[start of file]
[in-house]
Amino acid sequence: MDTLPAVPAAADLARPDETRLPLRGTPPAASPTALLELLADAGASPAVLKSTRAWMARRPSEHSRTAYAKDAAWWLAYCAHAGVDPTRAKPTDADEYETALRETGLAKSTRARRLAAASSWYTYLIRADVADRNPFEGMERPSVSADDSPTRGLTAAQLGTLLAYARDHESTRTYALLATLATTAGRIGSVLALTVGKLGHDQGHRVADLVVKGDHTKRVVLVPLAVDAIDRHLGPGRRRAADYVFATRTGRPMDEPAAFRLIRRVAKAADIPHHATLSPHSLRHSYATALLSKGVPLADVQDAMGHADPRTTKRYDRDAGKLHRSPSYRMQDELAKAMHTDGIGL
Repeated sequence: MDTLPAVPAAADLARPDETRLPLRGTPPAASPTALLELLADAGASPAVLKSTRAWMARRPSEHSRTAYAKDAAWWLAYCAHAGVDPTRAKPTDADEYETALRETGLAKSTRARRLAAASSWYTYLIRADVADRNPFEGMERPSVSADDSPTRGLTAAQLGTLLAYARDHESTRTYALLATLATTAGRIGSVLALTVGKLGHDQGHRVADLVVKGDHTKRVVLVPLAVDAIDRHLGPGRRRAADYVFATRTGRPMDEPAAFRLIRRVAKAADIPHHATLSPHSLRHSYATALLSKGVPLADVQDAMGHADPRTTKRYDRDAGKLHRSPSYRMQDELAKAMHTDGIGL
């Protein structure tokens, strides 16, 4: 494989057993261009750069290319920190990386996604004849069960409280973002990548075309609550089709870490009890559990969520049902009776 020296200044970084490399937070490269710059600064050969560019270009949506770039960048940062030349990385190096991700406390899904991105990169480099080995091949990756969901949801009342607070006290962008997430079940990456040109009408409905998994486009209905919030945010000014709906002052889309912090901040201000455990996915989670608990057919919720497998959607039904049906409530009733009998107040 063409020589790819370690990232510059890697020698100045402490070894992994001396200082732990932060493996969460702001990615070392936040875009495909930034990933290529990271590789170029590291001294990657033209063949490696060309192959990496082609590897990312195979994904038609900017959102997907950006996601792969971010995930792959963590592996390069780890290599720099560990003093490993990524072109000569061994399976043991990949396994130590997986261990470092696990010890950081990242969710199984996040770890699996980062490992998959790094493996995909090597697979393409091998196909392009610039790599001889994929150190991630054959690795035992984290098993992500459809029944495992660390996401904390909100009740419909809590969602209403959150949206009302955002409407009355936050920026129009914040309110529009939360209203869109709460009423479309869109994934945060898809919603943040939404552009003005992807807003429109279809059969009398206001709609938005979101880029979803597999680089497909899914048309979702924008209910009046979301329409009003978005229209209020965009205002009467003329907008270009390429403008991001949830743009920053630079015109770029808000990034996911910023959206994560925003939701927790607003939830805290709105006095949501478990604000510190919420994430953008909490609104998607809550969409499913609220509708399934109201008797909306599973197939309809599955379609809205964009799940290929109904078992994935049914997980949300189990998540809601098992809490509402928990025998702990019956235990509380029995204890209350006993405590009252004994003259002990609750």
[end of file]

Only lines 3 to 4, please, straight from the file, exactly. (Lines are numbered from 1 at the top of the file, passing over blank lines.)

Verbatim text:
Repeated sequence: MDTLPAVPAAADLARPDETRLPLRGTPPAASPTALLELLADAGASPAVLKSTRAWMARRPSEHSRTAYAKDAAWWLAYCAHAGVDPTRAKPTDADEYETALRETGLAKSTRARRLAAASSWYTYLIRADVADRNPFEGMERPSVSADDSPTRGLTAAQLGTLLAYARDHESTRTYALLATLATTAGRIGSVLALTVGKLGHDQGHRVADLVVKGDHTKRVVLVPLAVDAIDRHLGPGRRRAADYVFATRTGRPMDEPAAFRLIRRVAKAADIPHHATLSPHSLRHSYATALLSKGVPLADVQDAMGHADPRTTKRYDRDAGKLHRSPSYRMQDELAKAMHTDGIGL
């Protein structure tokens, strides 16, 4: 494989057993261009750069290319920190990386996604004849069960409280973002990548075309609550089709870490009890559990969520049902009776 020296200044970084490399937070490269710059600064050969560019270009949506770039960048940062030349990385190096991700406390899904991105990169480099080995091949990756969901949801009342607070006290962008997430079940990456040109009408409905998994486009209905919030945010000014709906002052889309912090901040201000455990996915989670608990057919919720497998959607039904049906409530009733009998107040 063409020589790819370690990232510059890697020698100045402490070894992994001396200082732990932060493996969460702001990615070392936040875009495909930034990933290529990271590789170029590291001294990657033209063949490696060309192959990496082609590897990312195979994904038609900017959102997907950006996601792969971010995930792959963590592996390069780890290599720099560990003093490993990524072109000569061994399976043991990949396994130590997986261990470092696990010890950081990242969710199984996040770890699996980062490992998959790094493996995909090597697979393409091998196909392009610039790599001889994929150190991630054959690795035992984290098993992500459809029944495992660390996401904390909100009740419909809590969602209403959150949206009302955002409407009355936050920026129009914040309110529009939360209203869109709460009423479309869109994934945060898809919603943040939404552009003005992807807003429109279809059969009398206001709609938005979101880029979803597999680089497909899914048309979702924008209910009046979301329409009003978005229209209020965009205002009467003329907008270009390429403008991001949830743009920053630079015109770029808000990034996911910023959206994560925003939701927790607003939830805290709105006095949501478990604000510190919420994430953008909490609104998607809550969409499913609220509708399934109201008797909306599973197939309809599955379609809205964009799940290929109904078992994935049914997980949300189990998540809601098992809490509402928990025998702990019956235990509380029995204890209350006993405590009252004994003259002990609750």